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about author John Taylor responds to the recent release of the KPMG Fraud Barometer figures, which show that fraud is on the up, and how this can affect your businesses need for vigilance.

by John Taylor

Financial crime hit record levels in 2010 according to the KPMG Fraud Barometer, but this time financial services industry frauds, normally in the top spot, have been overtaken by frauds against the government.

The Fraud Barometer is based on cases involving frauds in excess of £100,000 which have come before the courts. In 2010 314 such cases were reported with a total value of just under £1.4bn, the highest level ever recorded in its 23-year history. This was up 16 per cent on the previous year. The true level of fraud is likely to be considerably higher as the Fraud Barometer is based on large frauds only so smaller frauds, often perpetrated by employees, are not included.

One area of good news is that mortgage fraud cases are down but then so are mortgages, so the news may not be that good after all!

What is all this being attributed to? In the case of frauds against the government there is often a substantial involvement of professional criminal gangs involved in, for example, VAT frauds or organised benefit scams and there is always the perennial favourite of tax fraud. In 2010 some 42% of all major frauds were perpetrated against the government. One of the largest cases was worth £103m, in which a man claimed a flood of fraudulent bids for tax breaks on research into green technologies.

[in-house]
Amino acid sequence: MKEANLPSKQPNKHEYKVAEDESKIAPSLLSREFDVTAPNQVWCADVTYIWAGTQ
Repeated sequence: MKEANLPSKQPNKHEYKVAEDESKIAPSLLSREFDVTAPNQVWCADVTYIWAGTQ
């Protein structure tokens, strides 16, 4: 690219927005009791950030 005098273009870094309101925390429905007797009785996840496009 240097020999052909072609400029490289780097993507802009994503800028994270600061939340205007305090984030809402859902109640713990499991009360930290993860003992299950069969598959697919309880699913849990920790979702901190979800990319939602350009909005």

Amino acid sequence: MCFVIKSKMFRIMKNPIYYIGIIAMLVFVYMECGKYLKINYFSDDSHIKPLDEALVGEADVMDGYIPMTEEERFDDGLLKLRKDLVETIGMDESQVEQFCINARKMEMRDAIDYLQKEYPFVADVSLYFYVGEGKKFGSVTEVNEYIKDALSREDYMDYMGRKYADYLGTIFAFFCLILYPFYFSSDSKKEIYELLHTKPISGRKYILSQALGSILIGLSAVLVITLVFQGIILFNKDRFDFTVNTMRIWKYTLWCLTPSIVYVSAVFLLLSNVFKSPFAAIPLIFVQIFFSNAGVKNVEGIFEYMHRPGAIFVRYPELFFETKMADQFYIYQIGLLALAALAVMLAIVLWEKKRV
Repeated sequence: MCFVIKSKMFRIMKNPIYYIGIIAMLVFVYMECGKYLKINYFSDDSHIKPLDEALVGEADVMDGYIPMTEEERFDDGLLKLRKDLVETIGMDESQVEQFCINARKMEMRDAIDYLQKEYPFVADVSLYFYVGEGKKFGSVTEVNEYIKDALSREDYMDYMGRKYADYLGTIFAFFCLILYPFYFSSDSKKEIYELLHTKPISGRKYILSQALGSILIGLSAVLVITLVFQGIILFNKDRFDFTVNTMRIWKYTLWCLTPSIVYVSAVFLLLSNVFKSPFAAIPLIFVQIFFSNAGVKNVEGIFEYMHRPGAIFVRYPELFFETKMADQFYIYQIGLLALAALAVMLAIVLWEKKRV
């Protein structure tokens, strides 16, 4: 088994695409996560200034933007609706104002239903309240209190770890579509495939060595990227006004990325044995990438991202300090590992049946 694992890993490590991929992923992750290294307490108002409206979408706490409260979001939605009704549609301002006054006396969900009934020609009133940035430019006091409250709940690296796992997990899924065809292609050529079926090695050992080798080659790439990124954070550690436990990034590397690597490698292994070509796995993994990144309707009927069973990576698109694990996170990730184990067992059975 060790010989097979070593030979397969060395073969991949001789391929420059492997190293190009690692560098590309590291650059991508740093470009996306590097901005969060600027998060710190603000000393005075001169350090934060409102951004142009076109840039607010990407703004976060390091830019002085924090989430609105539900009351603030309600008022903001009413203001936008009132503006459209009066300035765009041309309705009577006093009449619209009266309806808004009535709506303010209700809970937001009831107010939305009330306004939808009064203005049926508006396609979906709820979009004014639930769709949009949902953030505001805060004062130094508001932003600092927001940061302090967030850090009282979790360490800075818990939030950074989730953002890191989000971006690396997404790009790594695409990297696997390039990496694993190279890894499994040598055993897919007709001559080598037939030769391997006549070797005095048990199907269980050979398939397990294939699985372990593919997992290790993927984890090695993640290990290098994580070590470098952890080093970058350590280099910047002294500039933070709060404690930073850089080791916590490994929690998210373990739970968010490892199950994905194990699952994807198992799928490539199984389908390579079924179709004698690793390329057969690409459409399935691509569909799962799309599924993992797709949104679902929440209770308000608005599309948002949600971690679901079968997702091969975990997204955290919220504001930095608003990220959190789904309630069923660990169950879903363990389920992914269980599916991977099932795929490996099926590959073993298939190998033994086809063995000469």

However, and more worryingly, there has also been a sharp increase of 20% over 2009 levels in crime committee by company managers. This could be attributable to the economic pressures to maintain business results or to maintain a lifestyle when profits and incomes may be falling.

So management fraud has continued to be rampant and companies need to be aware that the biggest threat to their security is likely to be the management not the employees.

Fraud is not a victimless crime. It damages trust, it costs organisations money in unrecovered fraud proceeds or increased insurance premiums and audit costs and it costs perpetrators who are caught their liberty and their reputation.

When money is tight and companies are being squeezed there is the temptation for directors to manipulate the results, particularly when performance related pay is involved, but equally employees are coming under pressure as wages fail to keep up with inflationary price increases. It is often the case that, when times are tight and organisations are examining all their costs and operations with view to making savings and improving efficiencies frauds tend to be exposed so more bad news may be on the way.

Fraud is on the increase and companies which are ill prepared or which persist in out of date accounting practices, have poor human resource policies or which turn a blind eye to the use of new technologies may well become victims.

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